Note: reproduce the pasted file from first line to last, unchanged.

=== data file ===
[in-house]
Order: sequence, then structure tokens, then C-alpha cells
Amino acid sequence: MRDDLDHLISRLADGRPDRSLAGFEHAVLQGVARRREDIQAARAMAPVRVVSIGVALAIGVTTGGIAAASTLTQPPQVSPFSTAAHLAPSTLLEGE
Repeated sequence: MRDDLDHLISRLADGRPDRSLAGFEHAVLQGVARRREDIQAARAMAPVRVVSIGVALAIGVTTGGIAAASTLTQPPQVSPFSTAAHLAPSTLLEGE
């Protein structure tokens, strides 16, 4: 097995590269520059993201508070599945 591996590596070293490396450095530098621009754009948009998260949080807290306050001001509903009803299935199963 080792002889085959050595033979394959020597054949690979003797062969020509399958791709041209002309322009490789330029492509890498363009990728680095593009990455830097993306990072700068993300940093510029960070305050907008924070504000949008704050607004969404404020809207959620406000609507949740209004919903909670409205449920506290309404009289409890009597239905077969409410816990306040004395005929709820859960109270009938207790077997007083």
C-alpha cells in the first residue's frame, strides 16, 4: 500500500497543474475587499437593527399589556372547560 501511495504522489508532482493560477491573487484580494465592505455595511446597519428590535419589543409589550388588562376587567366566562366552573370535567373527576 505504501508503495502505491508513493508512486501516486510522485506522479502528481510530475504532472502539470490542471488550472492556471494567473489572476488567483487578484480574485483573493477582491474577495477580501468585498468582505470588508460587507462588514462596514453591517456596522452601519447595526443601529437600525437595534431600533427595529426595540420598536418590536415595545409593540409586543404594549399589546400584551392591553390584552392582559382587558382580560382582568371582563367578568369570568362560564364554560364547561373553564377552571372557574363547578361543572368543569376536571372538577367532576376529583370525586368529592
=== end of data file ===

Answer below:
[in-house]
Order: sequence, then structure tokens, then C-alpha cells
Amino acid sequence: MRDDLDHLISRLADGRPDRSLAGFEHAVLQGVARRREDIQAARAMAPVRVVSIGVALAIGVTTGGIAAASTLTQPPQVSPFSTAAHLAPSTLLEGE
Repeated sequence: MRDDLDHLISRLADGRPDRSLAGFEHAVLQGVARRREDIQAARAMAPVRVVSIGVALAIGVTTGGIAAASTLTQPPQVSPFSTAAHLAPSTLLEGE
């Protein structure tokens, strides 16, 4: 097995590269520059993201508070599945 591996590596070293490396450095530098621009754009948009998260949080807290306050001001509903009803299935199963 080792002889085959050595033979394959020597054949690979003797062969020509399958791709041209002309322009490789330029492509890498363009990728680095593009990455830097993306990072700068993300940093510029960070305050907008924070504000949008704050607004969404404020809207959620406000609507949740209004919903909670409205449920506290309404009289409890009597239905077969409410816990306040004395005929709820859960109270009938207790077997007083």
C-alpha cells in the first residue's frame, strides 16, 4: 500500500497543474475587499437593527399589556372547560 501511495504522489508532482493560477491573487484580494465592505455595511446597519428590535419589543409589550388588562376587567366566562366552573370535567373527576 505504501508503495502505491508513493508512486501516486510522485506522479502528481510530475504532472502539470490542471488550472492556471494567473489572476488567483487578484480574485483573493477582491474577495477580501468585498468582505470588508460587507462588514462596514453591517456596522452601519447595526443601529437600525437595534431600533427595529426595540420598536418590536415595545409593540409586543404594549399589546400584551392591553390584552392582559382587558382580560382582568371582563367578568369570568362560564364554560364547561373553564377552571372557574363547578361543572368543569376536571372538577367532576376529583370525586368529592